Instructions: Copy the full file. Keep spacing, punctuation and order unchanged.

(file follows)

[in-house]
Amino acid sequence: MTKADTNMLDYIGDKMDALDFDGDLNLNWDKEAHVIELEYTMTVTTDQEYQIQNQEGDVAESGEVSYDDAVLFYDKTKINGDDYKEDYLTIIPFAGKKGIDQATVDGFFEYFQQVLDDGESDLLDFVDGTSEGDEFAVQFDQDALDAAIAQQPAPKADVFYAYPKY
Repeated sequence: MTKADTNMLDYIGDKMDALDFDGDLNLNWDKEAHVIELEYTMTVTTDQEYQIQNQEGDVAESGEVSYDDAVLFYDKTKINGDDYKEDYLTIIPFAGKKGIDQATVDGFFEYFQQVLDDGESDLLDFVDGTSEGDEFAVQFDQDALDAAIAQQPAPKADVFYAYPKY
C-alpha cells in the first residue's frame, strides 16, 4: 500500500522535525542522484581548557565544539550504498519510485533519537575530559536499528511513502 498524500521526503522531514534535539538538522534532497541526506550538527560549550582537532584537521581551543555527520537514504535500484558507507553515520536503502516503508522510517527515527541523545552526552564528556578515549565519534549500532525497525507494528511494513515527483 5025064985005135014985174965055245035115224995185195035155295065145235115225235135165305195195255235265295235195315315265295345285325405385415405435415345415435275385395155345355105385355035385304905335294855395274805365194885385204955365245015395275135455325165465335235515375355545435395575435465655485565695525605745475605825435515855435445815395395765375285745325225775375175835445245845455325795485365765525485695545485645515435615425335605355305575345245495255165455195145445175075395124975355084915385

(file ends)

[in-house]
Amino acid sequence: MTKADTNMLDYIGDKMDALDFDGDLNLNWDKEAHVIELEYTMTVTTDQEYQIQNQEGDVAESGEVSYDDAVLFYDKTKINGDDYKEDYLTIIPFAGKKGIDQATVDGFFEYFQQVLDDGESDLLDFVDGTSEGDEFAVQFDQDALDAAIAQQPAPKADVFYAYPKY
Repeated sequence: MTKADTNMLDYIGDKMDALDFDGDLNLNWDKEAHVIELEYTMTVTTDQEYQIQNQEGDVAESGEVSYDDAVLFYDKTKINGDDYKEDYLTIIPFAGKKGIDQATVDGFFEYFQQVLDDGESDLLDFVDGTSEGDEFAVQFDQDALDAAIAQQPAPKADVFYAYPKY
C-alpha cells in the first residue's frame, strides 16, 4: 500500500522535525542522484581548557565544539550504498519510485533519537575530559536499528511513502 498524500521526503522531514534535539538538522534532497541526506550538527560549550582537532584537521581551543555527520537514504535500484558507507553515520536503502516503508522510517527515527541523545552526552564528556578515549565519534549500532525497525507494528511494513515527483 5025064985005135014985174965055245035115224995185195035155295065145235115225235135165305195195255235265295235195315315265295345285325405385415405435415345415435275385395155345355105385355035385304905335294855395274805365194885385204955365245015395275135455325165465335235515375355545435395575435465655485565695525605745475605825435515855435445815395395765375285745325225775375175835445245845455325795485365765525485695545485645515435615425335605355305575345245495255165455195145445175075395124975355084915385